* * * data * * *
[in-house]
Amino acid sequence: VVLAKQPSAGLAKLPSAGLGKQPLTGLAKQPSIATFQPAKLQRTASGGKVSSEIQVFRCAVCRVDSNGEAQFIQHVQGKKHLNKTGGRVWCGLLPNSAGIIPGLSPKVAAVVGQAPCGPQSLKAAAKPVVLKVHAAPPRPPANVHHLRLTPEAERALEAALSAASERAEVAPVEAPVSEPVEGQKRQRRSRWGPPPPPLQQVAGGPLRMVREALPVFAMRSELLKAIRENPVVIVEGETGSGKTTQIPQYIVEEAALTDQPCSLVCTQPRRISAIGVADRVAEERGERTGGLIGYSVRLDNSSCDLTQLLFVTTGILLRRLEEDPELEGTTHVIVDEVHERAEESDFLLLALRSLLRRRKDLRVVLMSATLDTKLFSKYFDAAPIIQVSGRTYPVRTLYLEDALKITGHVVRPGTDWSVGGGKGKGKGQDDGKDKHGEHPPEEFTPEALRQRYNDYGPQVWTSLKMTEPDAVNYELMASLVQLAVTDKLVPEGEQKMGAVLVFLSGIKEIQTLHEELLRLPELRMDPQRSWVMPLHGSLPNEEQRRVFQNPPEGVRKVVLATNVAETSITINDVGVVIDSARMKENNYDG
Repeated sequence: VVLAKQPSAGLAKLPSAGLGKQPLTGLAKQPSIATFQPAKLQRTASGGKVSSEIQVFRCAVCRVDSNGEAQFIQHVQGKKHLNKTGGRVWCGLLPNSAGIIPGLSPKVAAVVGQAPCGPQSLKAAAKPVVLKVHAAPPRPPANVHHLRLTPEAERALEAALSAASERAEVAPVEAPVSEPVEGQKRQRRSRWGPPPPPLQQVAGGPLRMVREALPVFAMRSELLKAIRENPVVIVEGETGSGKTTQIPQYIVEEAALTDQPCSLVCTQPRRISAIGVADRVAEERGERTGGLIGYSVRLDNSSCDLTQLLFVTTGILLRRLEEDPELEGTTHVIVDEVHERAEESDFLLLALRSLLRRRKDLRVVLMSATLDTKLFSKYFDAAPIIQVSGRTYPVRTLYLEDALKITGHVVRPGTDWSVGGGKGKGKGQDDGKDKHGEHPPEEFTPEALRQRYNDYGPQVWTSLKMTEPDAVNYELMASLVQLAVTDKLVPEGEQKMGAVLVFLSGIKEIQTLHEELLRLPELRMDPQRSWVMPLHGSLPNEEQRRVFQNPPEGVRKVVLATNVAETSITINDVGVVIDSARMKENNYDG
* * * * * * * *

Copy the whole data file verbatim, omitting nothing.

[in-house]
Amino acid sequence: VVLAKQPSAGLAKLPSAGLGKQPLTGLAKQPSIATFQPAKLQRTASGGKVSSEIQVFRCAVCRVDSNGEAQFIQHVQGKKHLNKTGGRVWCGLLPNSAGIIPGLSPKVAAVVGQAPCGPQSLKAAAKPVVLKVHAAPPRPPANVHHLRLTPEAERALEAALSAASERAEVAPVEAPVSEPVEGQKRQRRSRWGPPPPPLQQVAGGPLRMVREALPVFAMRSELLKAIRENPVVIVEGETGSGKTTQIPQYIVEEAALTDQPCSLVCTQPRRISAIGVADRVAEERGERTGGLIGYSVRLDNSSCDLTQLLFVTTGILLRRLEEDPELEGTTHVIVDEVHERAEESDFLLLALRSLLRRRKDLRVVLMSATLDTKLFSKYFDAAPIIQVSGRTYPVRTLYLEDALKITGHVVRPGTDWSVGGGKGKGKGQDDGKDKHGEHPPEEFTPEALRQRYNDYGPQVWTSLKMTEPDAVNYELMASLVQLAVTDKLVPEGEQKMGAVLVFLSGIKEIQTLHEELLRLPELRMDPQRSWVMPLHGSLPNEEQRRVFQNPPEGVRKVVLATNVAETSITINDVGVVIDSARMKENNYDG
Repeated sequence: VVLAKQPSAGLAKLPSAGLGKQPLTGLAKQPSIATFQPAKLQRTASGGKVSSEIQVFRCAVCRVDSNGEAQFIQHVQGKKHLNKTGGRVWCGLLPNSAGIIPGLSPKVAAVVGQAPCGPQSLKAAAKPVVLKVHAAPPRPPANVHHLRLTPEAERALEAALSAASERAEVAPVEAPVSEPVEGQKRQRRSRWGPPPPPLQQVAGGPLRMVREALPVFAMRSELLKAIRENPVVIVEGETGSGKTTQIPQYIVEEAALTDQPCSLVCTQPRRISAIGVADRVAEERGERTGGLIGYSVRLDNSSCDLTQLLFVTTGILLRRLEEDPELEGTTHVIVDEVHERAEESDFLLLALRSLLRRRKDLRVVLMSATLDTKLFSKYFDAAPIIQVSGRTYPVRTLYLEDALKITGHVVRPGTDWSVGGGKGKGKGQDDGKDKHGEHPPEEFTPEALRQRYNDYGPQVWTSLKMTEPDAVNYELMASLVQLAVTDKLVPEGEQKMGAVLVFLSGIKEIQTLHEELLRLPELRMDPQRSWVMPLHGSLPNEEQRRVFQNPPEGVRKVVLATNVAETSITINDVGVVIDSARMKENNYDG